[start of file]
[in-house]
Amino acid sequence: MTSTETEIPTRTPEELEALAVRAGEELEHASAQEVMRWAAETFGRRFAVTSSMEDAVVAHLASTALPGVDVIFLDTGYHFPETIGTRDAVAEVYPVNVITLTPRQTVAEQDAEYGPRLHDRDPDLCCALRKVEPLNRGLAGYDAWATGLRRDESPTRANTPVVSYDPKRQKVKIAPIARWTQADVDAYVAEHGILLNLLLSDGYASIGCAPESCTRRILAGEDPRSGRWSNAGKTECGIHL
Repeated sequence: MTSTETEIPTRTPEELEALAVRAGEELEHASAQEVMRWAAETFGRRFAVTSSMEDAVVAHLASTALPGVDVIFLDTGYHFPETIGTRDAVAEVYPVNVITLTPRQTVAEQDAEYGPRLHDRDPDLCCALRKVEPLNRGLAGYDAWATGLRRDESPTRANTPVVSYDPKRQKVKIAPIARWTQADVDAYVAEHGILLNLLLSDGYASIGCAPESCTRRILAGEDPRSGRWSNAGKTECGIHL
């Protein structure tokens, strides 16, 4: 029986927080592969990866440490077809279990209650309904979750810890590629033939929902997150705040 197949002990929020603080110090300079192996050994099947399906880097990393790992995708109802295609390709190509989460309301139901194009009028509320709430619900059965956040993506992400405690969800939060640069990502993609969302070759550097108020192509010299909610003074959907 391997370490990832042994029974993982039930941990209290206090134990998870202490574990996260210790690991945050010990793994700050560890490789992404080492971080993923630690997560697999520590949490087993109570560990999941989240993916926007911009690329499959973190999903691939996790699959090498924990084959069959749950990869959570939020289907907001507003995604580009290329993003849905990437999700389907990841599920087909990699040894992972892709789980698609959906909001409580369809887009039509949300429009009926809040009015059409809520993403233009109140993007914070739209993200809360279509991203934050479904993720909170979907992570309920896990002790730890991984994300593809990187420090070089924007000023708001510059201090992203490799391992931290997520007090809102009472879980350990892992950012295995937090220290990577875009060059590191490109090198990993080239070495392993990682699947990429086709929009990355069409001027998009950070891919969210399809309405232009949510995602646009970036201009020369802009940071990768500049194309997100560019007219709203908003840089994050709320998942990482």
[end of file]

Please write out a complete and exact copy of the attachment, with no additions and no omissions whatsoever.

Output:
[in-house]
Amino acid sequence: MTSTETEIPTRTPEELEALAVRAGEELEHASAQEVMRWAAETFGRRFAVTSSMEDAVVAHLASTALPGVDVIFLDTGYHFPETIGTRDAVAEVYPVNVITLTPRQTVAEQDAEYGPRLHDRDPDLCCALRKVEPLNRGLAGYDAWATGLRRDESPTRANTPVVSYDPKRQKVKIAPIARWTQADVDAYVAEHGILLNLLLSDGYASIGCAPESCTRRILAGEDPRSGRWSNAGKTECGIHL
Repeated sequence: MTSTETEIPTRTPEELEALAVRAGEELEHASAQEVMRWAAETFGRRFAVTSSMEDAVVAHLASTALPGVDVIFLDTGYHFPETIGTRDAVAEVYPVNVITLTPRQTVAEQDAEYGPRLHDRDPDLCCALRKVEPLNRGLAGYDAWATGLRRDESPTRANTPVVSYDPKRQKVKIAPIARWTQADVDAYVAEHGILLNLLLSDGYASIGCAPESCTRRILAGEDPRSGRWSNAGKTECGIHL
């Protein structure tokens, strides 16, 4: 029986927080592969990866440490077809279990209650309904979750810890590629033939929902997150705040 197949002990929020603080110090300079192996050994099947399906880097990393790992995708109802295609390709190509989460309301139901194009009028509320709430619900059965956040993506992400405690969800939060640069990502993609969302070759550097108020192509010299909610003074959907 391997370490990832042994029974993982039930941990209290206090134990998870202490574990996260210790690991945050010990793994700050560890490789992404080492971080993923630690997560697999520590949490087993109570560990999941989240993916926007911009690329499959973190999903691939996790699959090498924990084959069959749950990869959570939020289907907001507003995604580009290329993003849905990437999700389907990841599920087909990699040894992972892709789980698609959906909001409580369809887009039509949300429009009926809040009015059409809520993403233009109140993007914070739209993200809360279509991203934050479904993720909170979907992570309920896990002790730890991984994300593809990187420090070089924007000023708001510059201090992203490799391992931290997520007090809102009472879980350990892992950012295995937090220290990577875009060059590191490109090198990993080239070495392993990682699947990429086709929009990355069409001027998009950070891919969210399809309405232009949510995602646009970036201009020369802009940071990768500049194309997100560019007219709203908003840089994050709320998942990482």